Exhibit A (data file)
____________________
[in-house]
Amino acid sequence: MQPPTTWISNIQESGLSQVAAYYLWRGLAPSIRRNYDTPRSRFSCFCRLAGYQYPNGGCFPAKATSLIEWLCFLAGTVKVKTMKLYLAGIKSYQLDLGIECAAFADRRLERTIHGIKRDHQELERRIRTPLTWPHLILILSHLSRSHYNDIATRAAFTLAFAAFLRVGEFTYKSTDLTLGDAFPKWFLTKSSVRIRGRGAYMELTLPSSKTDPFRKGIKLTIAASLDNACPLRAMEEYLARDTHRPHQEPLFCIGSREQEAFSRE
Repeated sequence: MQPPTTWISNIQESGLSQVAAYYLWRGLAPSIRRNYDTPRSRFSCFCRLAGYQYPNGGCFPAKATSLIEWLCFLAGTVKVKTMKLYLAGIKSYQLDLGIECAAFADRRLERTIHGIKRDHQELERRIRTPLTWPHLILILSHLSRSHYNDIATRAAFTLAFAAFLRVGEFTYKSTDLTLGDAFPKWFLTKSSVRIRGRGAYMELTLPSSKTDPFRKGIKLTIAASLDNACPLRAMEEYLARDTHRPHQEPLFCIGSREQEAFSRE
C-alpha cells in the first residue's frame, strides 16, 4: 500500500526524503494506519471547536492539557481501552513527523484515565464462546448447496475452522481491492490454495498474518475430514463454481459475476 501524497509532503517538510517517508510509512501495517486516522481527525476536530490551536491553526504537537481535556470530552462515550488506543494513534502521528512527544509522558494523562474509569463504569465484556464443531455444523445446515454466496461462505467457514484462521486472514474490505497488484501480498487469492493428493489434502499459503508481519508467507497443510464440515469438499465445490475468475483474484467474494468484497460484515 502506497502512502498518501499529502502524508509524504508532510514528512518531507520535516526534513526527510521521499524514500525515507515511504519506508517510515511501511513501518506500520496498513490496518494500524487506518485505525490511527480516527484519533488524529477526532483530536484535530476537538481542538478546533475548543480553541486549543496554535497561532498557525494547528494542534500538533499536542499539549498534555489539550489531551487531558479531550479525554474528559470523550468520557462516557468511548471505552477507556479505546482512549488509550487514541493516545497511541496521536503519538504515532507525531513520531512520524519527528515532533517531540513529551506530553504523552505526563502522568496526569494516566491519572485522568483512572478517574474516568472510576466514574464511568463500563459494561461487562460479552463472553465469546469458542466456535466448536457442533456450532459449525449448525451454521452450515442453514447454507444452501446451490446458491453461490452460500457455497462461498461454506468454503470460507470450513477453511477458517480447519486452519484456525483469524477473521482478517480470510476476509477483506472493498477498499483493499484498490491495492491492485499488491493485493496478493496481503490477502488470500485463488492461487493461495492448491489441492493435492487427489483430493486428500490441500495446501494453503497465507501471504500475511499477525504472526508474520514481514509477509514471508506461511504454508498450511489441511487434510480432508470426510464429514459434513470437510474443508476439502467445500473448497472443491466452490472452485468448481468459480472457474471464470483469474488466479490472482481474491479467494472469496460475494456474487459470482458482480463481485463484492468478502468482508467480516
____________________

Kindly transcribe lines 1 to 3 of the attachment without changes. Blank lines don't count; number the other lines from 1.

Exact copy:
[in-house]
Amino acid sequence: MQPPTTWISNIQESGLSQVAAYYLWRGLAPSIRRNYDTPRSRFSCFCRLAGYQYPNGGCFPAKATSLIEWLCFLAGTVKVKTMKLYLAGIKSYQLDLGIECAAFADRRLERTIHGIKRDHQELERRIRTPLTWPHLILILSHLSRSHYNDIATRAAFTLAFAAFLRVGEFTYKSTDLTLGDAFPKWFLTKSSVRIRGRGAYMELTLPSSKTDPFRKGIKLTIAASLDNACPLRAMEEYLARDTHRPHQEPLFCIGSREQEAFSRE
Repeated sequence: MQPPTTWISNIQESGLSQVAAYYLWRGLAPSIRRNYDTPRSRFSCFCRLAGYQYPNGGCFPAKATSLIEWLCFLAGTVKVKTMKLYLAGIKSYQLDLGIECAAFADRRLERTIHGIKRDHQELERRIRTPLTWPHLILILSHLSRSHYNDIATRAAFTLAFAAFLRVGEFTYKSTDLTLGDAFPKWFLTKSSVRIRGRGAYMELTLPSSKTDPFRKGIKLTIAASLDNACPLRAMEEYLARDTHRPHQEPLFCIGSREQEAFSRE